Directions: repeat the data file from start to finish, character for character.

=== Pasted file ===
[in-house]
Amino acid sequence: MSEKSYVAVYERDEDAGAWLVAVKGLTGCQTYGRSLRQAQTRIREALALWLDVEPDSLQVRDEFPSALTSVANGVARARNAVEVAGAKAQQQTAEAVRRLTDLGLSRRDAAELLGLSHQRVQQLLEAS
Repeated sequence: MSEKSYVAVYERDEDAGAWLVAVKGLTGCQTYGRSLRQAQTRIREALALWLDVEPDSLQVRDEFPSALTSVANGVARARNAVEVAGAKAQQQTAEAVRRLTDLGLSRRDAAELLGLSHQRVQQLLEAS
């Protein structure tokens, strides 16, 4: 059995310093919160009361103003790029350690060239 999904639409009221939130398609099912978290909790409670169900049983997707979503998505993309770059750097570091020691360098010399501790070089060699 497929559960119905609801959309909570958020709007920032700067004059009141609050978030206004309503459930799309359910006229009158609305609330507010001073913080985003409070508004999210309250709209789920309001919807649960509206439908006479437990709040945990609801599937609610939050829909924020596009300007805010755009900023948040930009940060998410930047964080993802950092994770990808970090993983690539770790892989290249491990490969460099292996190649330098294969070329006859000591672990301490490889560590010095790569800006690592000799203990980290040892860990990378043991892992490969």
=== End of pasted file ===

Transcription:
[in-house]
Amino acid sequence: MSEKSYVAVYERDEDAGAWLVAVKGLTGCQTYGRSLRQAQTRIREALALWLDVEPDSLQVRDEFPSALTSVANGVARARNAVEVAGAKAQQQTAEAVRRLTDLGLSRRDAAELLGLSHQRVQQLLEAS
Repeated sequence: MSEKSYVAVYERDEDAGAWLVAVKGLTGCQTYGRSLRQAQTRIREALALWLDVEPDSLQVRDEFPSALTSVANGVARARNAVEVAGAKAQQQTAEAVRRLTDLGLSRRDAAELLGLSHQRVQQLLEAS
């Protein structure tokens, strides 16, 4: 059995310093919160009361103003790029350690060239 999904639409009221939130398609099912978290909790409670169900049983997707979503998505993309770059750097570091020691360098010399501790070089060699 497929559960119905609801959309909570958020709007920032700067004059009141609050978030206004309503459930799309359910006229009158609305609330507010001073913080985003409070508004999210309250709209789920309001919807649960509206439908006479437990709040945990609801599937609610939050829909924020596009300007805010755009900023948040930009940060998410930047964080993802950092994770990808970090993983690539770790892989290249491990490969460099292996190649330098294969070329006859000591672990301490490889560590010095790569800006690592000799203990980290040892860990990378043991892992490969």